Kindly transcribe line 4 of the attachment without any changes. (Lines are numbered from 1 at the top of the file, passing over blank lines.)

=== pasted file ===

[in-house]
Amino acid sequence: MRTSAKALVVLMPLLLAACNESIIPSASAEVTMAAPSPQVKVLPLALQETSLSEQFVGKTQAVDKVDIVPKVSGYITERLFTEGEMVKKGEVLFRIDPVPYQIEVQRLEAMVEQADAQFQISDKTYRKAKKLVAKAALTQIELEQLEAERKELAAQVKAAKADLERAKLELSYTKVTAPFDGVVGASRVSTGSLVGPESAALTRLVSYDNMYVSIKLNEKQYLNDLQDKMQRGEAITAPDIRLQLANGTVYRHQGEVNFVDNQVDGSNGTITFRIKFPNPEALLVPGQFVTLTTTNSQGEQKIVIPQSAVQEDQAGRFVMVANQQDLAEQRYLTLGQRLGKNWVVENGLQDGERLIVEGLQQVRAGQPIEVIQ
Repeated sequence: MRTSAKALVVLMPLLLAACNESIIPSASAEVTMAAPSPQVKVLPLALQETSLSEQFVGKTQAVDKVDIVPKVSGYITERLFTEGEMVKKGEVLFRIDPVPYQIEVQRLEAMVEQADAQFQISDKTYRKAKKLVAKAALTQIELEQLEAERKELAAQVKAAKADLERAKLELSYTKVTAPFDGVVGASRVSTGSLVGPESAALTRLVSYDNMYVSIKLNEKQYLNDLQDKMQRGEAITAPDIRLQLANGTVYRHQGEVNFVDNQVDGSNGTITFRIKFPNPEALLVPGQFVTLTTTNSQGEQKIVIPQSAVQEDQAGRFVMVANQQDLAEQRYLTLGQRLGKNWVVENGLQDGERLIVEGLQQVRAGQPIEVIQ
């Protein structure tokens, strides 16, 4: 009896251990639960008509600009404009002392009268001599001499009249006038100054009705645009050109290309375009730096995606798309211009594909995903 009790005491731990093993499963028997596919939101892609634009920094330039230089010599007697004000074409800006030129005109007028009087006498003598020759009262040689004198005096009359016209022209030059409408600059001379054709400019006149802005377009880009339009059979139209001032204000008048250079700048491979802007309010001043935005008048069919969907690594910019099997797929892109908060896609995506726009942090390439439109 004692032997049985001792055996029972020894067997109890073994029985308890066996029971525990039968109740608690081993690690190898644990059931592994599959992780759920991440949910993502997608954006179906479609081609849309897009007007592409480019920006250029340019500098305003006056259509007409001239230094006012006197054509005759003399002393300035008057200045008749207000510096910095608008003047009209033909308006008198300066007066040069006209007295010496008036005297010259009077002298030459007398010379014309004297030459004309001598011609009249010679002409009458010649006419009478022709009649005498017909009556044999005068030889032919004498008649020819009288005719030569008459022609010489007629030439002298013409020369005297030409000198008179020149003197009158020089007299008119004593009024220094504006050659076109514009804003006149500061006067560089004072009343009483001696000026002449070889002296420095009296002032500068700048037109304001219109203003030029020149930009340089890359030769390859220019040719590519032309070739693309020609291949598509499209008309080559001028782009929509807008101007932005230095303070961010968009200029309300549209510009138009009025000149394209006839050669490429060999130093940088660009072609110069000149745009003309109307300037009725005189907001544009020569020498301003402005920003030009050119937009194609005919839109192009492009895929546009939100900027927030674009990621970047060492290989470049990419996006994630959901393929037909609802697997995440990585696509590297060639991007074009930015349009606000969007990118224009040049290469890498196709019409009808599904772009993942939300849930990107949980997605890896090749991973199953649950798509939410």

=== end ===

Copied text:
């Protein structure tokens, strides 16, 4: 009896251990639960008509600009404009002392009268001599001499009249006038100054009705645009050109290309375009730096995606798309211009594909995903 009790005491731990093993499963028997596919939101892609634009920094330039230089010599007697004000074409800006030129005109007028009087006498003598020759009262040689004198005096009359016209022209030059409408600059001379054709400019006149802005377009880009339009059979139209001032204000008048250079700048491979802007309010001043935005008048069919969907690594910019099997797929892109908060896609995506726009942090390439439109 004692032997049985001792055996029972020894067997109890073994029985308890066996029971525990039968109740608690081993690690190898644990059931592994599959992780759920991440949910993502997608954006179906479609081609849309897009007007592409480019920006250029340019500098305003006056259509007409001239230094006012006197054509005759003399002393300035008057200045008749207000510096910095608008003047009209033909308006008198300066007066040069006209007295010496008036005297010259009077002298030459007398010379014309004297030459004309001598011609009249010679002409009458010649006419009478022709009649005498017909009556044999005068030889032919004498008649020819009288005719030569008459022609010489007629030439002298013409020369005297030409000198008179020149003197009158020089007299008119004593009024220094504006050659076109514009804003006149500061006067560089004072009343009483001696000026002449070889002296420095009296002032500068700048037109304001219109203003030029020149930009340089890359030769390859220019040719590519032309070739693309020609291949598509499209008309080559001028782009929509807008101007932005230095303070961010968009200029309300549209510009138009009025000149394209006839050669490429060999130093940088660009072609110069000149745009003309109307300037009725005189907001544009020569020498301003402005920003030009050119937009194609005919839109192009492009895929546009939100900027927030674009990621970047060492290989470049990419996006994630959901393929037909609802697997995440990585696509590297060639991007074009930015349009606000969007990118224009040049290469890498196709019409009808599904772009993942939300849930990107949980997605890896090749991973199953649950798509939410």